Be lazy. Machines should serve human being. Often programmers serve machines unconsciously. Let machines serve you. Do everything you can to make you lazy. (Yukihiro Matsumoto)

Object Orientation and Ruby

Ruby is an object oriented programming language.

When I was in college in the early 90s, OO was a peripheral subject. We learned about object oriented programming, but it was reagarded as a side show. There were special cases and certain applications that benefited from OO, but it wasn’t the main event. We were focused on procedural programming, in highly structured languages like Pascal or lower level languages where we could get real speed advantages like C.

OO has now become a fundamental approach in most high level programming languages. Ruby was developed, in part, to integrate object orientation throuhgout the programming language. Everything in Ruby is an object, for better and worse.

Even a number.

So you can write code like:


Which takes the object “1”, which is an instance of the Fixnum class, and runs the “+” method on it which adds the argument, in this case, “2”. The result is “3”.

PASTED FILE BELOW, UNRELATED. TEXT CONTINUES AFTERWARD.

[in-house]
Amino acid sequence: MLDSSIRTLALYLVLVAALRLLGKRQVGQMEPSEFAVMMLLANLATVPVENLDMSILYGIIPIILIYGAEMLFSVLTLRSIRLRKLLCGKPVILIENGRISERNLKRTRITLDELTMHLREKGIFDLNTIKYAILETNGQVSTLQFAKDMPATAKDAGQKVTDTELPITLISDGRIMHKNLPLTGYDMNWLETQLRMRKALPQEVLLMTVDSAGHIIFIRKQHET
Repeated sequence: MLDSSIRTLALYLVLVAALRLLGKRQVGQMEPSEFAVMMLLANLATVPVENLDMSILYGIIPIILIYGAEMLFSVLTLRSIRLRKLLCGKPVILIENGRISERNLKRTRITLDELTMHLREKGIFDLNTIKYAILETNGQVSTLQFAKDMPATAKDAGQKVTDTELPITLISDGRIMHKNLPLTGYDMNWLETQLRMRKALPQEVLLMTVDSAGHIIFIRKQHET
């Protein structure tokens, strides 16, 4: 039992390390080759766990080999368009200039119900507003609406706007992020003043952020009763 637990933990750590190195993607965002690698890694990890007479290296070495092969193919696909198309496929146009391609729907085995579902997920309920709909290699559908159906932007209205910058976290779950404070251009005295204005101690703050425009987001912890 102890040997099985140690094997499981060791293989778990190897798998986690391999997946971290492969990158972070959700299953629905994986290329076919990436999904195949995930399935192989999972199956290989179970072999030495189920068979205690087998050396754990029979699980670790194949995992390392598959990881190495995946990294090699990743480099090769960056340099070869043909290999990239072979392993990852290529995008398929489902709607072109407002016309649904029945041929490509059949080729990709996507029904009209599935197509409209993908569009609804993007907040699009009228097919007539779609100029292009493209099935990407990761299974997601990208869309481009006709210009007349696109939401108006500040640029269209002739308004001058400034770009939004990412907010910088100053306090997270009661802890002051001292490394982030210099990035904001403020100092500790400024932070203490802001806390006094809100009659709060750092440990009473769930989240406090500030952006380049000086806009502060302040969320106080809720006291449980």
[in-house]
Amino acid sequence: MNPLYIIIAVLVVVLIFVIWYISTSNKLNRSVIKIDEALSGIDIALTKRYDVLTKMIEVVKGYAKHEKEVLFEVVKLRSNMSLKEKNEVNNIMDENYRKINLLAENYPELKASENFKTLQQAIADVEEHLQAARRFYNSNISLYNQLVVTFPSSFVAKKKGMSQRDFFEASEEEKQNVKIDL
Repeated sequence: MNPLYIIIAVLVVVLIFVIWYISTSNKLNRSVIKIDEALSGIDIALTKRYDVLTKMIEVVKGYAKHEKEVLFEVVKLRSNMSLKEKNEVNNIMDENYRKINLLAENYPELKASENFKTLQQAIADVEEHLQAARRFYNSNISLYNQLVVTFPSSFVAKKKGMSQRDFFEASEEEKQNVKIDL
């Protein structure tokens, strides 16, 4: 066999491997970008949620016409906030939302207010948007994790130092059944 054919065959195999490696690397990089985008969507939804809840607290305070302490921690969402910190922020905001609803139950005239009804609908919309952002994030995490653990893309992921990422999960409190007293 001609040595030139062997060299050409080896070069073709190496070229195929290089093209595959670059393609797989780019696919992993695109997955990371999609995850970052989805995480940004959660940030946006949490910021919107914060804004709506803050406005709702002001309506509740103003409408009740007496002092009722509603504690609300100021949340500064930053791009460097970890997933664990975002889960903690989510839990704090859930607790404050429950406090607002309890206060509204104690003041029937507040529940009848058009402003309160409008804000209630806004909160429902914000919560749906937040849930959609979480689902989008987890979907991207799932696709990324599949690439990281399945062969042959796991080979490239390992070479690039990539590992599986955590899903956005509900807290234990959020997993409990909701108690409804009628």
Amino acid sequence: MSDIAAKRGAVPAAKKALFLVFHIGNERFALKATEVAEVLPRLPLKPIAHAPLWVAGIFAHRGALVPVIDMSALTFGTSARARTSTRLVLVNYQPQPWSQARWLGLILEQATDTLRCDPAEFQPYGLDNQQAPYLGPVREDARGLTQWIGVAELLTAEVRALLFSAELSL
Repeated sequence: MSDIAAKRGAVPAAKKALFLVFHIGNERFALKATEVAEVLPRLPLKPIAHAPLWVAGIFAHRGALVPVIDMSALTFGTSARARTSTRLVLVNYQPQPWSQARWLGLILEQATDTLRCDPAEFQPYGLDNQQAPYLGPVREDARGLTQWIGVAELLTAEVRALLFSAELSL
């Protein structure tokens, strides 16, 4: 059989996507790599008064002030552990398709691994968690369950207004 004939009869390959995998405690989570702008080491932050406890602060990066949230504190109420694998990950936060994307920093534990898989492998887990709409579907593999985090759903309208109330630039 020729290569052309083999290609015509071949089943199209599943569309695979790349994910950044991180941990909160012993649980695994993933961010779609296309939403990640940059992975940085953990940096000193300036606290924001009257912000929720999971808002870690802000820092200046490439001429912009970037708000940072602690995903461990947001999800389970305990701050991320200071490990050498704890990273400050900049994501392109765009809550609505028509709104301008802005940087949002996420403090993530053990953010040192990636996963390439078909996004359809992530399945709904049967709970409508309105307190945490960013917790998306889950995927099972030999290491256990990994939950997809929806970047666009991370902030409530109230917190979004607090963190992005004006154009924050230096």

Now, that’s kinda funny, so you can also just write:

1 + 2

and all works just fine. I suppose that is a convenience when dealing with numbers, but it is good to always remember that everything is implemented as an object.

Generally speaking, objects contain both their data structures and their code. In the parlance, the data are called “attributes” or “properties” and the code are called “methods.” On occassion, it is useful to reference the instance of the object in a method, in order to operate on the instance itself. For that, you use the keyword self. Generally, self refers to the current object. But self can also refer to the current class. Ruby uses context to distinguish what exactly self means. So, for example:

class Person

    @name = ''
    @@count = 0
    def name
    def initialize
    def self.count
        @@count += 1


In the example above, refers to the instance variable @name. In that case, self refers to the instance created by initialize. However, in the method declaration def self.count self now refers to the class since using self in a method declaration makes the method a class method.

This is both confusing, and intuitive. It’s confusing because the word ‘self’ is being used to refer to two different things. But it is also intutive, so long as you consider the context. When you are defining a class, at the top level of that class, self should refer to the class itself, like in the method example. But, within an instance method, self naturally refers to the instance of the class, since the method will be used and ‘owned’ by instances.

Well, ok, maybe it isn’t super intutive. And there is a good chance that I got the details a bit wrong here….But that’s the idea.